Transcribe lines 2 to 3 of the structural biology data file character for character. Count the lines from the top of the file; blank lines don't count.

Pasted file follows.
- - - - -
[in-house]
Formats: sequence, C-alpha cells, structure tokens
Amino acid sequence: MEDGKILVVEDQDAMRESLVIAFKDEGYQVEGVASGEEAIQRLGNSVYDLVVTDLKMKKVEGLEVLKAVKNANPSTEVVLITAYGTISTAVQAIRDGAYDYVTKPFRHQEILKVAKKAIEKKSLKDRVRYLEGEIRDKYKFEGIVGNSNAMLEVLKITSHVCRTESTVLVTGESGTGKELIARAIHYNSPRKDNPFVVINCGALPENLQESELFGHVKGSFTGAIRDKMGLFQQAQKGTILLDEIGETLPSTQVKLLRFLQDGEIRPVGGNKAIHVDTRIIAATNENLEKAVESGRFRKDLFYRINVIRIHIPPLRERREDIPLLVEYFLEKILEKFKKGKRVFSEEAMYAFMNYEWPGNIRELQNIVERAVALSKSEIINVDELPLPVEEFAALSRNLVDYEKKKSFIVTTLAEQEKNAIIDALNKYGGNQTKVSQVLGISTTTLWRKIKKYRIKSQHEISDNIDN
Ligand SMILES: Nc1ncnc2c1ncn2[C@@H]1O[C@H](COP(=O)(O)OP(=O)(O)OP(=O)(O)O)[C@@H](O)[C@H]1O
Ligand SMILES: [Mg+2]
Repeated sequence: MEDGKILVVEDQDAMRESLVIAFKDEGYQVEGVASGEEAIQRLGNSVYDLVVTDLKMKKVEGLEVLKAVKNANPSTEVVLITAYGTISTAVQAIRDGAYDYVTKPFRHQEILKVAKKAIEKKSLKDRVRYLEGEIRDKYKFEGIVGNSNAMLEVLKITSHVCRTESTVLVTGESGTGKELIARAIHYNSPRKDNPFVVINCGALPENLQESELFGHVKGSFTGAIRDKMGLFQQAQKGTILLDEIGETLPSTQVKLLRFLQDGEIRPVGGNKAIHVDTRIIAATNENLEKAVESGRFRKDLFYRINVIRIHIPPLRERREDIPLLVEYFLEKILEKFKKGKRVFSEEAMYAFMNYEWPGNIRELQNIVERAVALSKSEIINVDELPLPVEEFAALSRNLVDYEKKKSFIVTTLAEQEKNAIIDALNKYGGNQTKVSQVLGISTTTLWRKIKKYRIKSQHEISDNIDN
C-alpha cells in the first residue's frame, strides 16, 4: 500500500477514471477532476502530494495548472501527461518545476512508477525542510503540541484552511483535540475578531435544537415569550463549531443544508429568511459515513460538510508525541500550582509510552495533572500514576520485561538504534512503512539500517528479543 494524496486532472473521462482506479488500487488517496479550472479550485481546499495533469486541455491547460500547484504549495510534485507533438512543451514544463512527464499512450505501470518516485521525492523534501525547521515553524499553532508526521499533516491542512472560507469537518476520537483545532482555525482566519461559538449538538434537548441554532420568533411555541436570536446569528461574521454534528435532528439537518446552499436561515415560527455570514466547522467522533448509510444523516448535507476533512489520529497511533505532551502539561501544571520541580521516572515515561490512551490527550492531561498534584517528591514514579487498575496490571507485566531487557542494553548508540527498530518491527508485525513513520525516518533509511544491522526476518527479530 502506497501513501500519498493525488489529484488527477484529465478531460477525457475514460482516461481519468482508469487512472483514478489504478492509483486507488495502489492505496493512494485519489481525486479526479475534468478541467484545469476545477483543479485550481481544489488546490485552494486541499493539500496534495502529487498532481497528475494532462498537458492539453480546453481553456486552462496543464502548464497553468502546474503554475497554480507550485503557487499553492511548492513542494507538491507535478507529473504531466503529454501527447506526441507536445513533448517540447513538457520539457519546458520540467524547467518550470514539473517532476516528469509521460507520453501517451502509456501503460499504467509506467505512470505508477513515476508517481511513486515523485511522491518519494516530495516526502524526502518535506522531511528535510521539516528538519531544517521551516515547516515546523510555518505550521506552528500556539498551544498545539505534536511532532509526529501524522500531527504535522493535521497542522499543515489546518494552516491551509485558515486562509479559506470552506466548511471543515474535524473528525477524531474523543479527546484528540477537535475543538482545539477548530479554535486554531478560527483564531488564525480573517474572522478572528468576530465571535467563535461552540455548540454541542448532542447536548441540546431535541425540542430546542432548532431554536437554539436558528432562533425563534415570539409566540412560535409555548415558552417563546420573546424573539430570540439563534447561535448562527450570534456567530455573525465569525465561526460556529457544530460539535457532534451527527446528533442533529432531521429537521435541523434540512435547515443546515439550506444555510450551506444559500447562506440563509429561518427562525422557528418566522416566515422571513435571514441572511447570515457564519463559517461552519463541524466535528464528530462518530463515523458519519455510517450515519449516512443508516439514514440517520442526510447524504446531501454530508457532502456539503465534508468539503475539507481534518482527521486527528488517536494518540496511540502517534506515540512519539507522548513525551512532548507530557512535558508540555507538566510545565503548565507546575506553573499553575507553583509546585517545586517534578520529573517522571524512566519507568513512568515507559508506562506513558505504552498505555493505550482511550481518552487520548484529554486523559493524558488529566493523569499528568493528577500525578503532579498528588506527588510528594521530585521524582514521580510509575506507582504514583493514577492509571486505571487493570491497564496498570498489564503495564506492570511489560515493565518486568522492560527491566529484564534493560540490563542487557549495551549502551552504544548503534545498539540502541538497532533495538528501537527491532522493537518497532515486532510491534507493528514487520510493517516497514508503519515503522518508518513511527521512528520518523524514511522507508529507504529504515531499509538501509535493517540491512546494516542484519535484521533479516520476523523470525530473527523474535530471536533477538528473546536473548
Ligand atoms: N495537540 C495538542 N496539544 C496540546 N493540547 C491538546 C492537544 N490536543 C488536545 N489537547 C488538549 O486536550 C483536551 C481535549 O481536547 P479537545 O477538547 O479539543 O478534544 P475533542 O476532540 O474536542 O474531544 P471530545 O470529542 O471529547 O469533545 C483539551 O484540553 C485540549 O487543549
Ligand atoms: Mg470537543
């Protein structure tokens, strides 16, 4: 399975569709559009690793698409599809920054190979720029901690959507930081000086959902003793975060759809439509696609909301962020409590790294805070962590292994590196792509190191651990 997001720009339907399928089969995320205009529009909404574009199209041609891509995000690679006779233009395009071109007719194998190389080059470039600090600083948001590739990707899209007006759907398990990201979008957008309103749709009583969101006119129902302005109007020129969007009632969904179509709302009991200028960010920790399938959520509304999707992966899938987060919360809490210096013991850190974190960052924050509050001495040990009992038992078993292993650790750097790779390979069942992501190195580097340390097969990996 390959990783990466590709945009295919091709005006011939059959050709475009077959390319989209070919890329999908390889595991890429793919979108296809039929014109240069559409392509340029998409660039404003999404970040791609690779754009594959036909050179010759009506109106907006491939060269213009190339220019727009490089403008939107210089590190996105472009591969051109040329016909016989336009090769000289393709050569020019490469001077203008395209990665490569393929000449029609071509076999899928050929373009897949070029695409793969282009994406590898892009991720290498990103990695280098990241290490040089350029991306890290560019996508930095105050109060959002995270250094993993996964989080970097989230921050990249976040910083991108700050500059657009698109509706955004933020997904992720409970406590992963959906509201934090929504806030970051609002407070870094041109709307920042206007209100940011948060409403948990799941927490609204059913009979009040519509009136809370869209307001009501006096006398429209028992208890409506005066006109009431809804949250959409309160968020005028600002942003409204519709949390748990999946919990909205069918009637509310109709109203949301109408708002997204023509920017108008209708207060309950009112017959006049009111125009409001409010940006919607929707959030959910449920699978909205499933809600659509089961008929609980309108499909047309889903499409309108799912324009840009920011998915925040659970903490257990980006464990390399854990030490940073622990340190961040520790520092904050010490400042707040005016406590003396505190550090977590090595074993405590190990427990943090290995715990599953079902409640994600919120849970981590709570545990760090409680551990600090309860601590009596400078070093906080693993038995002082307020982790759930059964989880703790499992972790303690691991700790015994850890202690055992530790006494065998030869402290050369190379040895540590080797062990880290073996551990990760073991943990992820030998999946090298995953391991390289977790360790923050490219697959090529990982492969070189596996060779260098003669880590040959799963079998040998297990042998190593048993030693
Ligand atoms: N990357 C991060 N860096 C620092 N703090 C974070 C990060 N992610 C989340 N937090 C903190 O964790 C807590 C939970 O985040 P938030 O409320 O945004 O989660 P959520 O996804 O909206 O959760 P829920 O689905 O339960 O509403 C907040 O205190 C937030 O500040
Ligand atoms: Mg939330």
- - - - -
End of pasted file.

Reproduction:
Formats: sequence, C-alpha cells, structure tokens
Amino acid sequence: MEDGKILVVEDQDAMRESLVIAFKDEGYQVEGVASGEEAIQRLGNSVYDLVVTDLKMKKVEGLEVLKAVKNANPSTEVVLITAYGTISTAVQAIRDGAYDYVTKPFRHQEILKVAKKAIEKKSLKDRVRYLEGEIRDKYKFEGIVGNSNAMLEVLKITSHVCRTESTVLVTGESGTGKELIARAIHYNSPRKDNPFVVINCGALPENLQESELFGHVKGSFTGAIRDKMGLFQQAQKGTILLDEIGETLPSTQVKLLRFLQDGEIRPVGGNKAIHVDTRIIAATNENLEKAVESGRFRKDLFYRINVIRIHIPPLRERREDIPLLVEYFLEKILEKFKKGKRVFSEEAMYAFMNYEWPGNIRELQNIVERAVALSKSEIINVDELPLPVEEFAALSRNLVDYEKKKSFIVTTLAEQEKNAIIDALNKYGGNQTKVSQVLGISTTTLWRKIKKYRIKSQHEISDNIDN